This British High Street Staple Has Just Become To Latest Brand To Launch A Curve Collection
Marks & Spencer has become somewhat of a British institution, and a high street go-to whether you're looking for a good bra or a decent sandwich on your lunch break. Good ol' Marks & Sparks has, without a doubt, come on leaps and bounds in the fashion department in the past several years (for my generation of shoppers, anyway). I can't tell you how many times they've truly surprised me with some of their designs - which subsequently now hang in my wardrobe- , and I've been grateful that a company that favours quality whilst still remaining affordable to most has been able to cater to someone of my size. Shopping there has been easy (although occasionally, pricey) throughout the yo-yoing of sizes I've experienced from my teens through to my twenties, with most of their best pieces being available up to a UK size 22 or 24. However, whilst it's an option for me when I'm out shopping for a [insert garment of choice here], those above the cut-off point have been left out of the M&S fashion equation. Until now, that is.
It's been announced that the brand will be launching a plus-size collection, named Curve, which stocks styles in sizes UK 18 up to 32. Hoorah! The full collection drops January 23, but some styles are already available online. The range features everything from duster coats and LBDs to biker jackets and jumpsuits, with two dresses in the collection designed by plus blogger Danielle Vanier, who consulted on the collection. Price points start at £7.50 for a tee, going up to £89 for a dress.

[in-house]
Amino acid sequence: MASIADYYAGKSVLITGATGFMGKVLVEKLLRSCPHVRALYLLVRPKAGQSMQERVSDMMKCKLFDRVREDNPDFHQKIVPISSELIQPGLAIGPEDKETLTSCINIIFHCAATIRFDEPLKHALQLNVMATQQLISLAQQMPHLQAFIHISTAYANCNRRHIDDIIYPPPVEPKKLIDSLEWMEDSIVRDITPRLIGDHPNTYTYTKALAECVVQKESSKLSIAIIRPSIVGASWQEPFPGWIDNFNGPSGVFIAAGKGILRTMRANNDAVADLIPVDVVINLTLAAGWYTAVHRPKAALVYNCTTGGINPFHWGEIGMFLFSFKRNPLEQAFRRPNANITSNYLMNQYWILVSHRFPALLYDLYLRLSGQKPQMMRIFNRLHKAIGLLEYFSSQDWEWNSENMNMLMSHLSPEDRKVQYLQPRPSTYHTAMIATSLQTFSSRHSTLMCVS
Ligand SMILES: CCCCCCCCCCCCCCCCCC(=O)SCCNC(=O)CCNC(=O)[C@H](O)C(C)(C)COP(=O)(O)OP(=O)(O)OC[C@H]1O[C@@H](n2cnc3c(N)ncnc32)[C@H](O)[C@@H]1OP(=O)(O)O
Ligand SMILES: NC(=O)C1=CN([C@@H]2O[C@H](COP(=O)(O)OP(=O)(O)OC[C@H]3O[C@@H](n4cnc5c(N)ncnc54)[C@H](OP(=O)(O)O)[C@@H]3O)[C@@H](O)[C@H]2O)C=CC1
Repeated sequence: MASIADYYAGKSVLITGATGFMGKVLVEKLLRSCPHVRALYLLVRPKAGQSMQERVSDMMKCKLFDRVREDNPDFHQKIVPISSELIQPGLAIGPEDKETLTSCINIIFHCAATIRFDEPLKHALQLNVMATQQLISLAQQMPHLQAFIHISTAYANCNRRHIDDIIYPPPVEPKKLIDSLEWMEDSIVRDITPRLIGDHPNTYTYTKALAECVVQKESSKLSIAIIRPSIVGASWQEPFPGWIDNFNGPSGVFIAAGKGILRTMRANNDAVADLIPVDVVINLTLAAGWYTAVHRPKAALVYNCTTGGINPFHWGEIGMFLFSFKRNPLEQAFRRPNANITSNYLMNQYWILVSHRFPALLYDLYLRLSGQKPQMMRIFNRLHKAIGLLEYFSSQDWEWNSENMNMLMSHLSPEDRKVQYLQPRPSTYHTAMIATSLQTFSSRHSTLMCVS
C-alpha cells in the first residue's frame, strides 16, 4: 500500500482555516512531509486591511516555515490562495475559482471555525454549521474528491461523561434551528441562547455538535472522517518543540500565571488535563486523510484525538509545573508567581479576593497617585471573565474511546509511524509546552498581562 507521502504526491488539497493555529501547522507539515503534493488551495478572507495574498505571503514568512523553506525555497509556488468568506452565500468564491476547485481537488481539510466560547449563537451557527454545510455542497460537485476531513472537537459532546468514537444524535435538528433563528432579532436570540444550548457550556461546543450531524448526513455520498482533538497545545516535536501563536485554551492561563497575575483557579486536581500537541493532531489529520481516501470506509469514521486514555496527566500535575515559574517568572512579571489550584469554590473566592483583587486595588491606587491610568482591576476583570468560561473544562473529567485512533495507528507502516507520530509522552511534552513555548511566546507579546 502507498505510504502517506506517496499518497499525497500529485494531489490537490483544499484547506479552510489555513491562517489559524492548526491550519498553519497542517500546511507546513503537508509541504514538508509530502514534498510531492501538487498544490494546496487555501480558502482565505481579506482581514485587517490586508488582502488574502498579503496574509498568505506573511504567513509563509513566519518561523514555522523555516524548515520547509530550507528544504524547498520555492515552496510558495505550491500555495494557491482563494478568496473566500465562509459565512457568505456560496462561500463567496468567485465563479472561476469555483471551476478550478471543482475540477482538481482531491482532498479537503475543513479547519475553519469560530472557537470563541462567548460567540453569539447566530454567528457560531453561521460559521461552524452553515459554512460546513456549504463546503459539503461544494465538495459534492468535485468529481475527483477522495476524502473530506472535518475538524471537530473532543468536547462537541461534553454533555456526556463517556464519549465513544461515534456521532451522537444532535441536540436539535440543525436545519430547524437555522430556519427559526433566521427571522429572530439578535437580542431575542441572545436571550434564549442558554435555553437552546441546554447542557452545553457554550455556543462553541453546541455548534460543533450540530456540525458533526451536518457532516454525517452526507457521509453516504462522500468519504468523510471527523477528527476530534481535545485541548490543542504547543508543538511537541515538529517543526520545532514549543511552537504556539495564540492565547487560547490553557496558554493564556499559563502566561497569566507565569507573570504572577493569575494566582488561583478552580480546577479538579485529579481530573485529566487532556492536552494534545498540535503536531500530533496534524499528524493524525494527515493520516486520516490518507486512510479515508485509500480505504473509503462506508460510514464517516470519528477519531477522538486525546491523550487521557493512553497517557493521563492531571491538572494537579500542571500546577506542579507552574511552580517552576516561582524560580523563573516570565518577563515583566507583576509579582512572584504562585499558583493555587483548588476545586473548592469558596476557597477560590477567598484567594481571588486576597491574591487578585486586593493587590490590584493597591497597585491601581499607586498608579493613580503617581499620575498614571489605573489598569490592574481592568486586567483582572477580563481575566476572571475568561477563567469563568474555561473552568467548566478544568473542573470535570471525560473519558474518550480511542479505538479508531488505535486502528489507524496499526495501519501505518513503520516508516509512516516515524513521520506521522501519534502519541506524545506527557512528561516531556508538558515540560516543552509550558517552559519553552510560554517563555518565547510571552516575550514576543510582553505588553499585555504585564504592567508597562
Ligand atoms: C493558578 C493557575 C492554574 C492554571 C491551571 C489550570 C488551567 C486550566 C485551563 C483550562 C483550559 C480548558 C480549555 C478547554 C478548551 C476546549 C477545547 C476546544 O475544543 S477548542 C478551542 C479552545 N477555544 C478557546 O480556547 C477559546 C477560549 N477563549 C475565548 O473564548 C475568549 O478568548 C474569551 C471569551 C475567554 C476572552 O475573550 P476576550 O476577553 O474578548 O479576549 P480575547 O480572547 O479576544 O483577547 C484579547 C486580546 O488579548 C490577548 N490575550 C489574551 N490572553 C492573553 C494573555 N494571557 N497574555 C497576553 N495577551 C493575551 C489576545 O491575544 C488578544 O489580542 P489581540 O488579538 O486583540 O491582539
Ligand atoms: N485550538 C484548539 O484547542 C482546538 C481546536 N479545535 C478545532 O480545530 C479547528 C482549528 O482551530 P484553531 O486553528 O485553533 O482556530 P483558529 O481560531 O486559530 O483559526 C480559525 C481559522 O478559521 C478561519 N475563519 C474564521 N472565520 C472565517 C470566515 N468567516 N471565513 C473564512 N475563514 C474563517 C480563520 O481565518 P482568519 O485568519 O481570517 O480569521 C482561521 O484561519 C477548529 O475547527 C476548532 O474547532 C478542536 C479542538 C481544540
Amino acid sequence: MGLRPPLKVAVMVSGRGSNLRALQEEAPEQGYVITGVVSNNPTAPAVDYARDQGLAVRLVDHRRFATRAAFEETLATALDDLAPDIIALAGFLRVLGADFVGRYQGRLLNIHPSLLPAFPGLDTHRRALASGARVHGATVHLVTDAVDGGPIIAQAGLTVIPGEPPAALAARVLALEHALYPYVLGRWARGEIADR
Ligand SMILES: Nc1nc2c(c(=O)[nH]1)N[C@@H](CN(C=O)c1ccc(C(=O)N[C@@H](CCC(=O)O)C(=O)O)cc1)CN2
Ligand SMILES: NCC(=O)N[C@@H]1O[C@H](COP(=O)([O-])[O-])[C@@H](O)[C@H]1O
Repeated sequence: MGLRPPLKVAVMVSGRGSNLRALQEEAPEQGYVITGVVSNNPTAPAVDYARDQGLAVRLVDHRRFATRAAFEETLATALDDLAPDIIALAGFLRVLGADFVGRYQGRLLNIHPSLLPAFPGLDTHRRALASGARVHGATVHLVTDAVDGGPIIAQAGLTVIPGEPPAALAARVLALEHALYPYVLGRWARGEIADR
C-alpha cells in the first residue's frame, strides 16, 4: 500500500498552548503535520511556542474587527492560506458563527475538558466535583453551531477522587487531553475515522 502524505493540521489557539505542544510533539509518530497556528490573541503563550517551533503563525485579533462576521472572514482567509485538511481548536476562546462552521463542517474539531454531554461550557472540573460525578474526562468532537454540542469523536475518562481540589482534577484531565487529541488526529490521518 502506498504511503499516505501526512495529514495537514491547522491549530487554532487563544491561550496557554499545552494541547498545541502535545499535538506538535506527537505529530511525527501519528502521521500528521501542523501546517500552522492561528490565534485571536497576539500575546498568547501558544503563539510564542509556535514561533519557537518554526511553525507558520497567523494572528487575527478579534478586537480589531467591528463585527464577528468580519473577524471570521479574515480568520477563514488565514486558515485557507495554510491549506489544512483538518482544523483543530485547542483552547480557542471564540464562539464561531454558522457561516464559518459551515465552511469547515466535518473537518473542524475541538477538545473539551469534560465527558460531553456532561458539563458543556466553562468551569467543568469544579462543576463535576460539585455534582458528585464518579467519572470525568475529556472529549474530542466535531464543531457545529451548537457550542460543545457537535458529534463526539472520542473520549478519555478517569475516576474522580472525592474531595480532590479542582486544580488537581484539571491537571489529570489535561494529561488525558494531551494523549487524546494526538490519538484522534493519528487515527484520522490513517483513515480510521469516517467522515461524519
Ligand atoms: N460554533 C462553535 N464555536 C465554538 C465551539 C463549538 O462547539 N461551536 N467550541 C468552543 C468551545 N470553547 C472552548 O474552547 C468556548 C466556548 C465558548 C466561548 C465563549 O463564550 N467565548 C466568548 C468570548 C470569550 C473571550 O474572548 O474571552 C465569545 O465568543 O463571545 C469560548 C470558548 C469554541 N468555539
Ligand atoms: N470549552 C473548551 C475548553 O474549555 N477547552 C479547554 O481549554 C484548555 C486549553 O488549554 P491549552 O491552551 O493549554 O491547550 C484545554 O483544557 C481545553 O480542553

A launch like this is massive for so many women who often feel like they're missing out when it comes to style, and will ultimately bring a whole new female demographic to the brand's fashion department. Another wonderful thing about Marks' approach to the Curve collection is how the process has continually been adapted for the plus-size consumer. The majority of plus-size collections are designed on a size 12 body and simply scaled up to larger sizes. The M&S collection, however, was designed on a size 24 body. Another annoying factor when it comes to shopping for plus-size clothes are brands' lack of awareness - or interest - in making larger-sized shoppers comfortable, often showing plus-size items on straight-sized mannequins. Naturally, M&S felt that their customers deserved more, and commissioned special size 20 mannequins to display the range in store.
Marks & Spencer are bringing not only a level of quality, but a level of consumer respect that we are really yet to see from any other high street retailers who sell plus-size collections, and that's really important. Another thing that this tells us is that change is coming for the fashionable plus-size woman — watch this space.